As I boarded the plane in Indianapolis, I couldn’t wait to meet 18 of my Eli Lilly and Company colleagues from across the globe. Our paths soon would connect in the middle of the world, quite literally. We all were headed for Ecuador as part of a Timmy Global Health medical brigade—and a new partnership between Timmy and Lilly, two Indianapolis-based organizations with a shared goal to improve global health.
For me, it was a dream come true.
Since joining Lilly a few years ago, I eagerly awaited the day when I would be eligible to apply for our company’s nearly decade-long Connecting Hearts Abroad volunteer program. Its goal is to get Lilly employees out of the labs and from behind our computers to better understand and contribute to the world around us. I was thrilled to apply and elated when I was selected. So many of my colleagues have described their Connecting Hearts Abroad experience as life-changing. Now, I was about to find out for myself.
As I learned more about Timmy’s work in Ecuador and what I’d be doing to help support its mobile clinics there, I became increasingly excited. But there was some apprehension, too. What would the trip be like? Would I quickly figure out what to do? And how would I communicate without knowing much Spanish at all?
My fears slipped away our first day of clinic in Santo Domingo. Our team arrived at a school—our mobile clinic site for the day. Within 30 minutes, our group—including Lilly volunteers, students from the University of Arizona, physicians from Arizona, and local volunteers—set up the mobile clinic and quickly solved some logistical issues. Within an hour of our arrival, we began seeing patients. This patient-centered teamwork was truly inspiring!
Our team included a number of medical professionals, including Lilly physicians. But I’m not one of them. As a “general skills” volunteer, I helped to support the different areas of the mobile clinic. I took patients’ vitals, including height, weight, temperature, blood pressure and pulse. On more than one occasion, I was humbled to learn that patients were unfamiliar with a thermometer, as I showed them how to hold it under their tongue. I counted pills and filled prescriptions in the pharmacy. I gave fluoride treatments to children and played with them while they waited. I took notes for our team’s doctors during their visits with patients. These interactions were powerful lessons in grace, compassion and humanity.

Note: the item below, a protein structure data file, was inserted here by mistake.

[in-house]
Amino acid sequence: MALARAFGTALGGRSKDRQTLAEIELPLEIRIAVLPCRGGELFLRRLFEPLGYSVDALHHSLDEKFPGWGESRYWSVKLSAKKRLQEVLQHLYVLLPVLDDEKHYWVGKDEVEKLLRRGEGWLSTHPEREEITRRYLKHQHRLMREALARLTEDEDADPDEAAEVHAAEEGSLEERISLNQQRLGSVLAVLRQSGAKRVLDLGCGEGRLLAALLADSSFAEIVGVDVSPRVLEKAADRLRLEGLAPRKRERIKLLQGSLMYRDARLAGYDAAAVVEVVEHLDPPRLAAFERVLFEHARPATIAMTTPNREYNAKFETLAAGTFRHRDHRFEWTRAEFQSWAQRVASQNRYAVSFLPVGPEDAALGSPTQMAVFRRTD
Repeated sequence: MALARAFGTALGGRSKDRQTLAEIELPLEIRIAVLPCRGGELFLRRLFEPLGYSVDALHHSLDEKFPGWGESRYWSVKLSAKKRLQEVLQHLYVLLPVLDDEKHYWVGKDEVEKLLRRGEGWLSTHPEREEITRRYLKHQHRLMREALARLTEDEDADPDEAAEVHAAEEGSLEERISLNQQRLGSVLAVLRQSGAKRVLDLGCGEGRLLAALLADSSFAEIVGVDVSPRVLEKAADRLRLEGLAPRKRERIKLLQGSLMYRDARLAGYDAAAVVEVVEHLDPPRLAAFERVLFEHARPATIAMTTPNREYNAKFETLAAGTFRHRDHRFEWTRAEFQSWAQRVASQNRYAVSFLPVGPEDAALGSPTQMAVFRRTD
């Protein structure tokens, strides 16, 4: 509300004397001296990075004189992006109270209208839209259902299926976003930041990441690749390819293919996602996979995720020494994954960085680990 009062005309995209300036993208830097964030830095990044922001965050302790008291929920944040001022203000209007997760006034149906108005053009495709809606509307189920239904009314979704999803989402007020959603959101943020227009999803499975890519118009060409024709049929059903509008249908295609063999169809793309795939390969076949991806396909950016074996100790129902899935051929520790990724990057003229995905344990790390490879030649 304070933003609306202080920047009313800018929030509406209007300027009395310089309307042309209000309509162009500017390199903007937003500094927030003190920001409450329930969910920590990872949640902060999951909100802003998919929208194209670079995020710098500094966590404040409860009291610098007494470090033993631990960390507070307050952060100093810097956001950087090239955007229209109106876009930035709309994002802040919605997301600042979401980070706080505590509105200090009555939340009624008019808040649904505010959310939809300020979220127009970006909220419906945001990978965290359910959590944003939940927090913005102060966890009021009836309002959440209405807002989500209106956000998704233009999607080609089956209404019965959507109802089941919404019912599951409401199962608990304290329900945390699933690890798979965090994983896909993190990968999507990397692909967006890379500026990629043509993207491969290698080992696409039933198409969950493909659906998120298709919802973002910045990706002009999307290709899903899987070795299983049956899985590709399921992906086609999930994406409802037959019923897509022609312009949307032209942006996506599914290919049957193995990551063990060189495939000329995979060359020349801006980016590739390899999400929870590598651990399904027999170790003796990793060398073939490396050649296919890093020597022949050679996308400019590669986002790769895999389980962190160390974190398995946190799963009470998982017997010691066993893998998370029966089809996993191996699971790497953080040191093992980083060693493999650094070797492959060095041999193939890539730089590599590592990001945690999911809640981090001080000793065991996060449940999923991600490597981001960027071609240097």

Each of these assignments taught me more about myself, about the people we cared for, and about how healthcare is delivered in different parts of the world.
For me, the best part was spending time with the people of Ecuador. I loved the interaction with the children—encouraging them to be brave and rewarding their bravery with stickers and balloons fashioned from medical gloves. Kids everywhere love balloons and stickers!
I especially was moved by the courageous conversations between patients and our team’s medical professionals. I heard people’s stories, concerns and fears. And I learned how Timmy and its community health partners are addressing a variety of health conditions in these difficult environments.
During the two-week trip, our volunteer team cared for more than 850 patients in both urban and rural areas of Ecuador. The experience was humbling, eye-opening and, yes, life-changing.
by Molly McCully
Molly McCully is director of public affairs at Eli Lilly and Company. In July 2018, she volunteered with Timmy Global Health in Ecuador through Lilly’s Connecting Hearts Abroad global employee volunteer program. Through its Connecting Hearts Abroad program, Lilly sends employees from its operations worldwide to serve as health volunteers and caregivers in communities with need across the world. This is the first year that Lilly and Timmy have joined forces to offer a Connecting Hearts Abroad service trip in Ecuador for Lilly volunteers.